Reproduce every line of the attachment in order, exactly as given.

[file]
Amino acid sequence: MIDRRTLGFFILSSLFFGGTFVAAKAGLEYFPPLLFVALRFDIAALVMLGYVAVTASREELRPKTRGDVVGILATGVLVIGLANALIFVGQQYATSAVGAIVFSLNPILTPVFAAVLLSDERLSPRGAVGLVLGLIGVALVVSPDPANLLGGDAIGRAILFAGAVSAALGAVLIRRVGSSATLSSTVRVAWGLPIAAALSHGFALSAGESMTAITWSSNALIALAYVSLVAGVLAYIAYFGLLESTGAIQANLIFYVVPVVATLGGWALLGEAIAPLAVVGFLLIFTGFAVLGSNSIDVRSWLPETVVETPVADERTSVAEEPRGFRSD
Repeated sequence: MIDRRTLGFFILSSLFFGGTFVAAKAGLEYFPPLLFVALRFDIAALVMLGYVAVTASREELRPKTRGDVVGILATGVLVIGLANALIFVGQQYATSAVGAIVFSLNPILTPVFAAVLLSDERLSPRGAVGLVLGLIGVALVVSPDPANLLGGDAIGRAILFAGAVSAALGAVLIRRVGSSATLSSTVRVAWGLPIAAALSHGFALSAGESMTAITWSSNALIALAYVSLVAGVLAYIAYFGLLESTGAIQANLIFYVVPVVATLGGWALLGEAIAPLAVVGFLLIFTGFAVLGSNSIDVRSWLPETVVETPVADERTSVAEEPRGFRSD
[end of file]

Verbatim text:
Amino acid sequence: MIDRRTLGFFILSSLFFGGTFVAAKAGLEYFPPLLFVALRFDIAALVMLGYVAVTASREELRPKTRGDVVGILATGVLVIGLANALIFVGQQYATSAVGAIVFSLNPILTPVFAAVLLSDERLSPRGAVGLVLGLIGVALVVSPDPANLLGGDAIGRAILFAGAVSAALGAVLIRRVGSSATLSSTVRVAWGLPIAAALSHGFALSAGESMTAITWSSNALIALAYVSLVAGVLAYIAYFGLLESTGAIQANLIFYVVPVVATLGGWALLGEAIAPLAVVGFLLIFTGFAVLGSNSIDVRSWLPETVVETPVADERTSVAEEPRGFRSD
Repeated sequence: MIDRRTLGFFILSSLFFGGTFVAAKAGLEYFPPLLFVALRFDIAALVMLGYVAVTASREELRPKTRGDVVGILATGVLVIGLANALIFVGQQYATSAVGAIVFSLNPILTPVFAAVLLSDERLSPRGAVGLVLGLIGVALVVSPDPANLLGGDAIGRAILFAGAVSAALGAVLIRRVGSSATLSSTVRVAWGLPIAAALSHGFALSAGESMTAITWSSNALIALAYVSLVAGVLAYIAYFGLLESTGAIQANLIFYVVPVVATLGGWALLGEAIAPLAVVGFLLIFTGFAVLGSNSIDVRSWLPETVVETPVADERTSVAEEPRGFRSD